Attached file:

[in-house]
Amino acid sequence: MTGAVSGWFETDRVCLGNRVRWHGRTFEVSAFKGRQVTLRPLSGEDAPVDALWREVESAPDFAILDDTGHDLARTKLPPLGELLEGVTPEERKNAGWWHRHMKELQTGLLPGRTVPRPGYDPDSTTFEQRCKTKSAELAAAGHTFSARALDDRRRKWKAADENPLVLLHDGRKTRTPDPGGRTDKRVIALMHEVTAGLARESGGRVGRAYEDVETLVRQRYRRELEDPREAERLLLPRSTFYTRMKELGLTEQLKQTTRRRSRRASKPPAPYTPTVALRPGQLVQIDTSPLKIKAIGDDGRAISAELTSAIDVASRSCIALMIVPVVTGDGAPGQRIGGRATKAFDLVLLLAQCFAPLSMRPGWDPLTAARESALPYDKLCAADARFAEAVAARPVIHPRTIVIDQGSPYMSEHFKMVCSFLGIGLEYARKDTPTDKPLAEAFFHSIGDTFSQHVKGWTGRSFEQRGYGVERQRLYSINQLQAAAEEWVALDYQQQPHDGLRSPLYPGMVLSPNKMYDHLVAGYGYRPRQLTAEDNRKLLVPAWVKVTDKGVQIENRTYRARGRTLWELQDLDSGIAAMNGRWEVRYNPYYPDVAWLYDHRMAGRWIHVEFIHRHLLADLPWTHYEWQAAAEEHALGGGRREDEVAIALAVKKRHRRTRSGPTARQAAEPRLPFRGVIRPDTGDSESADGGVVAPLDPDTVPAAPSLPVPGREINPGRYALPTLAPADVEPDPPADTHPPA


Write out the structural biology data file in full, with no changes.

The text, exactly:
[in-house]
Amino acid sequence: MTGAVSGWFETDRVCLGNRVRWHGRTFEVSAFKGRQVTLRPLSGEDAPVDALWREVESAPDFAILDDTGHDLARTKLPPLGELLEGVTPEERKNAGWWHRHMKELQTGLLPGRTVPRPGYDPDSTTFEQRCKTKSAELAAAGHTFSARALDDRRRKWKAADENPLVLLHDGRKTRTPDPGGRTDKRVIALMHEVTAGLARESGGRVGRAYEDVETLVRQRYRRELEDPREAERLLLPRSTFYTRMKELGLTEQLKQTTRRRSRRASKPPAPYTPTVALRPGQLVQIDTSPLKIKAIGDDGRAISAELTSAIDVASRSCIALMIVPVVTGDGAPGQRIGGRATKAFDLVLLLAQCFAPLSMRPGWDPLTAARESALPYDKLCAADARFAEAVAARPVIHPRTIVIDQGSPYMSEHFKMVCSFLGIGLEYARKDTPTDKPLAEAFFHSIGDTFSQHVKGWTGRSFEQRGYGVERQRLYSINQLQAAAEEWVALDYQQQPHDGLRSPLYPGMVLSPNKMYDHLVAGYGYRPRQLTAEDNRKLLVPAWVKVTDKGVQIENRTYRARGRTLWELQDLDSGIAAMNGRWEVRYNPYYPDVAWLYDHRMAGRWIHVEFIHRHLLADLPWTHYEWQAAAEEHALGGGRREDEVAIALAVKKRHRRTRSGPTARQAAEPRLPFRGVIRPDTGDSESADGGVVAPLDPDTVPAAPSLPVPGREINPGRYALPTLAPADVEPDPPADTHPPA